Verse > Anthologies > Henry Wadsworth Longfellow, ed. > Poems of Places > France
  PREVIOUSNEXT  
CONTENTS · BOOK CONTENTS · BIBLIOGRAPHIC RECORD
Henry Wadsworth Longfellow, ed.  Poems of Places: An Anthology in 31 Volumes.
France: Vols. IX–X.  1876–79.
 
Miscellaneous
Napoleon’s Last Look
Bartholomew Simmons (1804–1850)
 
          “I shall never forget that morning we made Ushant. I had come on deck at four o’clock to take the morning watch, when to my astonishment I saw the Emperor come out of the cabin at that early hour and make for the poop ladder. Having gained the deck, pointing to the land, he said, ‘Ushant? Cape Ushant?’ I replied, ‘Yes, Sire,’ and withdrew. He then took out a pocket-glass and applied it to his eye, looking eagerly at the land. In this position he remained from five in the morning to nearly midday, without paying any attention to what was passing around him, or speaking to one of his suite, which had been standing behind him for several hours. No wonder he thus gazed; it was the last look of the land of his glory, and I am convinced he felt it as such. What must have been his feelings in these few hours!”—Memoirs of an Aristocrat.

WHAT of the night, ho! Watcher there
  Upon the armed deck,
That holds within its thunderous lair
  The last of empire’s wreck,—
E’en him whose capture now the chain        5
  From captive earth shall smite;
Ho! rocked upon the moaning main,
  Watcher, what of the night?
 
“The stars are waning fast, the curl
  Of morning’s coming breeze        10
Far in the north begins to furl
  Night’s vapor from the seas.
Her every shred of canvas spread,
  The proud ship plunges free,
While bears afar, with stormy head,        15
  Cape Ushant on our lee.”
 
At that last word, as trumpet-stirred,
  Forth in the dawning gray
A silent man made to the deck
  His solitary way.        20
And, leaning o’er the poop, he gazed
  Till on his straining view
That cloudlike speck of land, upraised,
  Distinct, but slowly grew.
 
Well may he look until his frame        25
  Maddens to marble there;
He risked Renown’s all-grasping game,
  Dominion or despair,
And lost; and lo! in vapor furled,
  The last of that loved France,        30
For which his prowess cursed the world,
  Is dwindling from his glance.
 
He lives, perchance, the past again,
  From the fierce hour when first
On the astounded hearts of men        35
  His meteor-presence burst,—
When blood-besotted Anarchy
  Sank quelled amid the roar
Of thy far-sweeping musketry,
  Eventful Thermidor!        40
 
Again he grasps the victor-crown
  Marengo’s carnage yields,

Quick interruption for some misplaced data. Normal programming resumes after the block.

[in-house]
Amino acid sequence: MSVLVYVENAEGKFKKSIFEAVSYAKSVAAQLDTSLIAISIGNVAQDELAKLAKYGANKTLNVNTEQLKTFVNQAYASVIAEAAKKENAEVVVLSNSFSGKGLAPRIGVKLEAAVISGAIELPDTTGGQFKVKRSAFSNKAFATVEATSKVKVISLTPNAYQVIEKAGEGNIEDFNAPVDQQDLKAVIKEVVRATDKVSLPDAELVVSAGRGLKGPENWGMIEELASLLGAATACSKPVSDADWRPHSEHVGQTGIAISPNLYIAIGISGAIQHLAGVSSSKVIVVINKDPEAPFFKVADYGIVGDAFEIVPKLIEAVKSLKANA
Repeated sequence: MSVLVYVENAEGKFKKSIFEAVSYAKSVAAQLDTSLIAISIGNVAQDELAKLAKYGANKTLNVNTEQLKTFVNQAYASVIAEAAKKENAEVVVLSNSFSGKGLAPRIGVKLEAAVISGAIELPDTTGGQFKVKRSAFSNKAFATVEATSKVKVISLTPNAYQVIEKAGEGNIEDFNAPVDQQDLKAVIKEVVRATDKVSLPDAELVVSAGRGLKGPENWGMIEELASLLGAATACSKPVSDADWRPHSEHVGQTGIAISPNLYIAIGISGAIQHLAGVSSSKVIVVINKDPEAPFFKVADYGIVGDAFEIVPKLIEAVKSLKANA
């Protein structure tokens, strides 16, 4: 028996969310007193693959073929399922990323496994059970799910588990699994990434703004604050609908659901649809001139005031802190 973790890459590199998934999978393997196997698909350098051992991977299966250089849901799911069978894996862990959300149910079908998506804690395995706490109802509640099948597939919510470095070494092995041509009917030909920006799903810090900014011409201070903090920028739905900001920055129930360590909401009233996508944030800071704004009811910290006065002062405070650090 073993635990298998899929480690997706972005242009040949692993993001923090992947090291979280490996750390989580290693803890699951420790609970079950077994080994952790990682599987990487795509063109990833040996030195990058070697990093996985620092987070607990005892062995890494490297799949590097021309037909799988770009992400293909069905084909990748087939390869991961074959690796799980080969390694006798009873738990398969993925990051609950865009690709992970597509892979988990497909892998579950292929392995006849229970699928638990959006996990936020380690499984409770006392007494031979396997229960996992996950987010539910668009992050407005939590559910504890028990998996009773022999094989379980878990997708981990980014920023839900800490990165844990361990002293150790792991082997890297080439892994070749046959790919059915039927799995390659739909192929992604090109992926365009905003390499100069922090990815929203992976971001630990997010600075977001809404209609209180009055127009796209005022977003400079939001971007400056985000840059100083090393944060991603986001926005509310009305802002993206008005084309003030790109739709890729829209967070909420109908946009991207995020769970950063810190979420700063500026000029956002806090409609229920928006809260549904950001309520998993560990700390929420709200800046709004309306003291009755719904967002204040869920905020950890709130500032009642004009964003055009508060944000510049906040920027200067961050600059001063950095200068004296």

Or bursts o’er Lodi, beating down
  Bavaria’s thousand shields;
Then, turning from the battle-sod,        45
  Assumes the Consul’s palm,
Or seizes giant empire’s rod
  In solemn Notre Dame.
 
And darker thoughts oppress him now,—
  Her ill-requited love,        50
Whose faith as beauteous as her brow
  Brought blessings from above,
Her trampled heart, his darkening star,
  The cry of outraged man,
And white-lipped Rout and wolfish War,        55
  Loud thundering on his van.
 
Rave on, thou far-resounding deep,
  Whose billows round him roll!
Thou ’rt calmness to the storms that sweep
  This moment o’er his soul.        60
Black chaos swims before him, spread
  With trophy-shaping bones;
The council-strife, the battle-dead,
  Rent charters, cloven thrones.
 
Yet, proud one! could the loftiest day        65
  Of thy transcendent power
Match with the soul-compelling sway
  Which in this dreadful hour
Aids thee to hide beneath the show
  Of calmest lip and eye        70
The hell that wars and works below,
  The quenchless thirst to die?
 
The white dawn crimsoned into morn,
  The morning flashed to day,
And the sun followed glory-born,        75
  Rejoicing on his way,
And still o’er ocean’s kindling flood
  That muser cast his view,
While round him awed and silent stood
  His fate’s devoted few.        80
 
O for the sulphureous eve of June,
  When down that Belgian hill
His bristling Guards’ superb platoon
  He led unbroken still!
Now would he pause, and quit their side        85
  Upon destruction’s marge,
Nor kinglike share with desperate pride
  Their vainly glorious charge?
 
No,—gladly forward he would dash
  Amid that onset on,        90
Where blazing shot and sabre-crash
  Pealed o’er his empire gone;
There, ’neath his vanquished eagles tost,
  Should close his grand career,
Girt by his heaped and slaughtered host        95
  He lived,—for fetters here!
 
Enough,—in noontide’s yellow light
  Cape Ushant melts away,
Even as his kingdom’s shattered might
  Shall utterly decay,        100
Save when his spirit-shaking story,
  In years remotely dim,
Warms some pale minstrel with its glory
  To raise the song to him.
 
 
CONTENTS · BOOK CONTENTS · BIBLIOGRAPHIC RECORD
  PREVIOUSNEXT  
 
Loading
Click here to shop the Bartleby Bookstore.

Shakespeare · Bible · Strunk · Anatomy · Nonfiction · Quotations · Reference · Fiction · Poetry
© 1993–2014 Bartleby.com · [Top 150] · Subjects · Titles · Authors